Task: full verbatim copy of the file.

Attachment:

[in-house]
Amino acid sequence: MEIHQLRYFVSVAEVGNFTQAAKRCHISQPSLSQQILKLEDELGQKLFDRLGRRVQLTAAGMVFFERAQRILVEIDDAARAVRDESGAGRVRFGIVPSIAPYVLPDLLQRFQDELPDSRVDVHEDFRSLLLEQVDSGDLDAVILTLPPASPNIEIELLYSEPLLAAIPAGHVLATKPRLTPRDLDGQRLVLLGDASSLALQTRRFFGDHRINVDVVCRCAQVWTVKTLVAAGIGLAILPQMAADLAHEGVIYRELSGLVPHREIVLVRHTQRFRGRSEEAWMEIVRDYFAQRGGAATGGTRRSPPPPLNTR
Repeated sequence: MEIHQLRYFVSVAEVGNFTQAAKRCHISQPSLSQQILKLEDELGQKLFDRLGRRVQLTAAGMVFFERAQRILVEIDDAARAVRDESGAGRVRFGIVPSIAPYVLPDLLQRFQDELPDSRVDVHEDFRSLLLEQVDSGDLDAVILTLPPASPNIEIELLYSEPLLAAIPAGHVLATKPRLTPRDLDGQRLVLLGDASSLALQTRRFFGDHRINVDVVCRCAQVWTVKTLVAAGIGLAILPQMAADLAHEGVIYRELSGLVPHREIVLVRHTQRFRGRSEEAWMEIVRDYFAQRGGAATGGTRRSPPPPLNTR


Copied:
[in-house]
Amino acid sequence: MEIHQLRYFVSVAEVGNFTQAAKRCHISQPSLSQQILKLEDELGQKLFDRLGRRVQLTAAGMVFFERAQRILVEIDDAARAVRDESGAGRVRFGIVPSIAPYVLPDLLQRFQDELPDSRVDVHEDFRSLLLEQVDSGDLDAVILTLPPASPNIEIELLYSEPLLAAIPAGHVLATKPRLTPRDLDGQRLVLLGDASSLALQTRRFFGDHRINVDVVCRCAQVWTVKTLVAAGIGLAILPQMAADLAHEGVIYRELSGLVPHREIVLVRHTQRFRGRSEEAWMEIVRDYFAQRGGAATGGTRRSPPPPLNTR
Repeated sequence: MEIHQLRYFVSVAEVGNFTQAAKRCHISQPSLSQQILKLEDELGQKLFDRLGRRVQLTAAGMVFFERAQRILVEIDDAARAVRDESGAGRVRFGIVPSIAPYVLPDLLQRFQDELPDSRVDVHEDFRSLLLEQVDSGDLDAVILTLPPASPNIEIELLYSEPLLAAIPAGHVLATKPRLTPRDLDGQRLVLLGDASSLALQTRRFFGDHRINVDVVCRCAQVWTVKTLVAAGIGLAILPQMAADLAHEGVIYRELSGLVPHREIVLVRHTQRFRGRSEEAWMEIVRDYFAQRGGAATGGTRRSPPPPLNTR